Israel Wants Turkey Back on Board as Mediator With Syria

Minister of Industry, Trade and Labor, Benjamin Ben-Eliezer, is expected to propose to Turkey that it resume its mediation role in peace talks between Israel and Syria, in exchange for a return to more cordial relations between Israel and Turkey, according to sources in Jerusalem.

The sources said that the policy was coordinated with Prime Minister Benjamin Netanyahu and the Foreign Ministry in advance of Ben-Eliezer's departure on an official visit to Turkey Sunday evening.

he sources say that Ben-Eliezer will stress that Israel will view Turkey as a mediator with Syria, but Turkey must first demonstrate a return to the normal relations that existed with Israel before a deterioration in ties at the beginning of the year in the wake of Operation Cast Lead in Gaza. The normalization will have to be shown through declarations and deeds, they say. Among such gestures, Ben-Eliezer will propose that Turkish President Abdullah Gul pay a visit to Israel and meet with President Shimon Peres.

In the course of Ben-Eliezer's visit, he will attempt to return economic, military, strategic and diplomatic ties to normal. The official reason for the minister's visit is the annual Turkish-Israeli economic conference. In the course of his trip, Ben-Eliezer will meet with the Turkish agriculture minister as well as the defense minister, who heads the Turkish delegation to the conference. Efforts have recently been underway to arrange a meeting with a high-level Turkish political figure. In the absence of Prime Minister Recep Tayyip Erdogan, who is abroad, a possible meeting with President Gul or with Foreign Minister Ahmet Davutoglu is being explored.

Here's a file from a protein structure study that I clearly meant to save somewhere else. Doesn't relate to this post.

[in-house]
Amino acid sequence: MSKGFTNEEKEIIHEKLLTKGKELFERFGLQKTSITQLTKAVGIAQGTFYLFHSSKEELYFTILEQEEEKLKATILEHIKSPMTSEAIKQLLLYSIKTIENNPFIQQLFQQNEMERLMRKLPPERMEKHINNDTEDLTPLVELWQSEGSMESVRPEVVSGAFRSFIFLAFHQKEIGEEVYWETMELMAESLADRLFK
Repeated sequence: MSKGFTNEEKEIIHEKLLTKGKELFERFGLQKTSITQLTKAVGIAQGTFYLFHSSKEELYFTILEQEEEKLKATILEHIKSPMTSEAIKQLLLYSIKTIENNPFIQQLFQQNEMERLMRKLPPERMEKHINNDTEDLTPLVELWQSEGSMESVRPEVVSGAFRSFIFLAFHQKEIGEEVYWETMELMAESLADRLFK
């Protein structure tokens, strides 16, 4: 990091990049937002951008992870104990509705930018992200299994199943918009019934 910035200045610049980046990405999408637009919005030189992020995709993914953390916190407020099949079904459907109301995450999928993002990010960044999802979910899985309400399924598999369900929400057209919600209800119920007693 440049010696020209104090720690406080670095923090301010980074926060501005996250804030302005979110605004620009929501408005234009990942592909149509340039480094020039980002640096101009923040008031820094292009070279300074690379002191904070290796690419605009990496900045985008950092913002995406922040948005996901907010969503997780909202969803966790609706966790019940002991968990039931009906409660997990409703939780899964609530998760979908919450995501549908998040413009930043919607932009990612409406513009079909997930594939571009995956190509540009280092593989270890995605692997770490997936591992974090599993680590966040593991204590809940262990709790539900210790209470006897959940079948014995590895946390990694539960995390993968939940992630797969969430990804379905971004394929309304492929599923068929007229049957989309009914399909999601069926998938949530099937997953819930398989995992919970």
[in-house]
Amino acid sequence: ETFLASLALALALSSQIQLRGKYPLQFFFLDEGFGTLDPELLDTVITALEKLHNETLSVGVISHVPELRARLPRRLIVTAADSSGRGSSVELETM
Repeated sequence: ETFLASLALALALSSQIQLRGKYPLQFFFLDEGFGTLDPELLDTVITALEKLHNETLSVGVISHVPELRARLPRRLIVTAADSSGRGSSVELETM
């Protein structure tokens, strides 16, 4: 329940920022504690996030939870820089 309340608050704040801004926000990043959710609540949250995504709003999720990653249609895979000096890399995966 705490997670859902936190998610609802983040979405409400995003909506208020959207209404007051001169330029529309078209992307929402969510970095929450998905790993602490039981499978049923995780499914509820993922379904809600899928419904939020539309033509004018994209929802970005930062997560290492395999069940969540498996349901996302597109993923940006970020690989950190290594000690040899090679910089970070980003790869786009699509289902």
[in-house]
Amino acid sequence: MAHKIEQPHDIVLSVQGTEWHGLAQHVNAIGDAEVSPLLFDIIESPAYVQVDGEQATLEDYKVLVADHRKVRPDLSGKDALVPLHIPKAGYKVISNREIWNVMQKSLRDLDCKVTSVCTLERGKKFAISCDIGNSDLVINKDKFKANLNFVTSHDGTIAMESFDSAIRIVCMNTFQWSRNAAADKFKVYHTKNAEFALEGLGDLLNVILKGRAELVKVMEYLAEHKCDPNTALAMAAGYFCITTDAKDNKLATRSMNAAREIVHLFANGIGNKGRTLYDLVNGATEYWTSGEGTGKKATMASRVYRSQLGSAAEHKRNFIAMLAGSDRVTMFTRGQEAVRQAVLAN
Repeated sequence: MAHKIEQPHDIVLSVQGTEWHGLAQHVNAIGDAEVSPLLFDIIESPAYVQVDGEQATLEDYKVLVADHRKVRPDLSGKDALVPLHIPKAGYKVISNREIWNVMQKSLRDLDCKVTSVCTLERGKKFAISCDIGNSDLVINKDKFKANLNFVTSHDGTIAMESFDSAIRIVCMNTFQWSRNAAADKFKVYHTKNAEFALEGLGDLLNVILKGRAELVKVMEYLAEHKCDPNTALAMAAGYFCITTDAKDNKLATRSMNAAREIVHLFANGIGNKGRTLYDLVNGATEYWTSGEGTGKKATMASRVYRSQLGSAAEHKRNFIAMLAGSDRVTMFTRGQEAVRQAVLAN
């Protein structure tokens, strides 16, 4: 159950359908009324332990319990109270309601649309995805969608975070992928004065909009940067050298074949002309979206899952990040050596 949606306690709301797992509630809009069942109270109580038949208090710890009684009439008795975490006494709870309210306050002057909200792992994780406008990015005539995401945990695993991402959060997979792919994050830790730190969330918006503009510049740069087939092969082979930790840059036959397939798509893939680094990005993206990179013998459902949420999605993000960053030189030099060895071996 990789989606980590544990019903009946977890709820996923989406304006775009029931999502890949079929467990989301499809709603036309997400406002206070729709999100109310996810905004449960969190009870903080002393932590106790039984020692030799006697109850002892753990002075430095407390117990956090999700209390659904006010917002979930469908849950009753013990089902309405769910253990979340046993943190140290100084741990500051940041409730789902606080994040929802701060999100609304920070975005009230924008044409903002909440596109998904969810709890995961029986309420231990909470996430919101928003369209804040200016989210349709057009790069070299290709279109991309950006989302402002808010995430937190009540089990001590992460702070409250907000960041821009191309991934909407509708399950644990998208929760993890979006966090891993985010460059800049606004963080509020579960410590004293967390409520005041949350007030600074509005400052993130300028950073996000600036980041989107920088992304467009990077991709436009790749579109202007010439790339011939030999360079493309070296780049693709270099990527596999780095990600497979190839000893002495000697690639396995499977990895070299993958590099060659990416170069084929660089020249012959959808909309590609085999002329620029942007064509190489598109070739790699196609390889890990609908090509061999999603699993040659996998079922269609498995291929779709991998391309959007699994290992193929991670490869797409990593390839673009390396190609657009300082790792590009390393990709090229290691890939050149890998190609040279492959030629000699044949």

"I hope my economic and political talks will make it possible to get the important relations between Israel and its Turkish strategic partner back on track," Ben-Eliezer said, adding, "Turkey has special ties with Israel, and as a regional and democratic-Muslim power."

In the wake of Operation Cast Lead, Turkey found it difficult to restrain its criticism of Israel in the face of pro-Palestinian public opinion in Turkey. This was followed by public pressure, backed by Erdogan, to halt cooperation between Israeli and Turkish companies. Israeli tourists responded by boycotting Turkey.

In October Prime Minister Netanyahu rejected a Turkish proposal, conveyed through Spain, to resume mediation efforts with Syria. About a week later, Syria canceled Israeli participation in air force exercises in Turkey. The anti-Israel Turkish policies have been led by Prime Minister Erdogan, while President Gul is considered a pro-Israeli figure in the Turkish leadership.

In reaction to recent declarations by Netanyahu regarding his readiness to negotiate with Syria without preconditions, Syrian President Bashar Assad's senior political advisor, Buthayna Shaaban, said over the weekend that Syria's position on opening negotiations with Israel is clear: Israel must first recognize Syria's rights in the Golan Heights and present guarantees that it will withdraw. From Syria's standpoint, she said, it is not a matter of preconditions but of rights that it cannot relinquish.

At a lecture in Syria, Shaaban said the meeting between Assad and French President Nicolas Sarkozy about 10 days ago dealt with the peace process, the Iranian nuclear issue and Turkish relations with Syria. She said Syria is insisting that Turkey serve as mediator in any negotiations with Israel, and Turkey is an important country that had a central and rational role in the indirect negotiations with Israel. Negotiations under Turkish mediation, she said, proved to the world that Syria wants an agreement and Israel is hindering it.